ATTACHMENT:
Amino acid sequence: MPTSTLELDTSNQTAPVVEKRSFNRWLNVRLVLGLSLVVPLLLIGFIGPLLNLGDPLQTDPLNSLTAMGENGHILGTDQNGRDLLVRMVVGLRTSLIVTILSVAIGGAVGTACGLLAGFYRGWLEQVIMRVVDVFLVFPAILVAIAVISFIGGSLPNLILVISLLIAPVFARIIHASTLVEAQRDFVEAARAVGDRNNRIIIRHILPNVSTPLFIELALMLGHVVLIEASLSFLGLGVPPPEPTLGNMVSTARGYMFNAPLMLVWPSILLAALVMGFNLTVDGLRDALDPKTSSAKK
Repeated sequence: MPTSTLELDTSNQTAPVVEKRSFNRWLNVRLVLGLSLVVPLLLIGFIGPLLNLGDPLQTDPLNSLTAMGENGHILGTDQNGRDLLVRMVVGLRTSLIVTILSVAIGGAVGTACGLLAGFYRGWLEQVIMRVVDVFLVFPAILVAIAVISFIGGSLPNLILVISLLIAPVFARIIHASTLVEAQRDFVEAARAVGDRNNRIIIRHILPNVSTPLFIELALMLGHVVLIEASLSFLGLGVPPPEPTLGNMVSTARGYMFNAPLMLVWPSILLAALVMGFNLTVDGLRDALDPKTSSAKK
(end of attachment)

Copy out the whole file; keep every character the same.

Amino acid sequence: MPTSTLELDTSNQTAPVVEKRSFNRWLNVRLVLGLSLVVPLLLIGFIGPLLNLGDPLQTDPLNSLTAMGENGHILGTDQNGRDLLVRMVVGLRTSLIVTILSVAIGGAVGTACGLLAGFYRGWLEQVIMRVVDVFLVFPAILVAIAVISFIGGSLPNLILVISLLIAPVFARIIHASTLVEAQRDFVEAARAVGDRNNRIIIRHILPNVSTPLFIELALMLGHVVLIEASLSFLGLGVPPPEPTLGNMVSTARGYMFNAPLMLVWPSILLAALVMGFNLTVDGLRDALDPKTSSAKK
Repeated sequence: MPTSTLELDTSNQTAPVVEKRSFNRWLNVRLVLGLSLVVPLLLIGFIGPLLNLGDPLQTDPLNSLTAMGENGHILGTDQNGRDLLVRMVVGLRTSLIVTILSVAIGGAVGTACGLLAGFYRGWLEQVIMRVVDVFLVFPAILVAIAVISFIGGSLPNLILVISLLIAPVFARIIHASTLVEAQRDFVEAARAVGDRNNRIIIRHILPNVSTPLFIELALMLGHVVLIEASLSFLGLGVPPPEPTLGNMVSTARGYMFNAPLMLVWPSILLAALVMGFNLTVDGLRDALDPKTSSAKK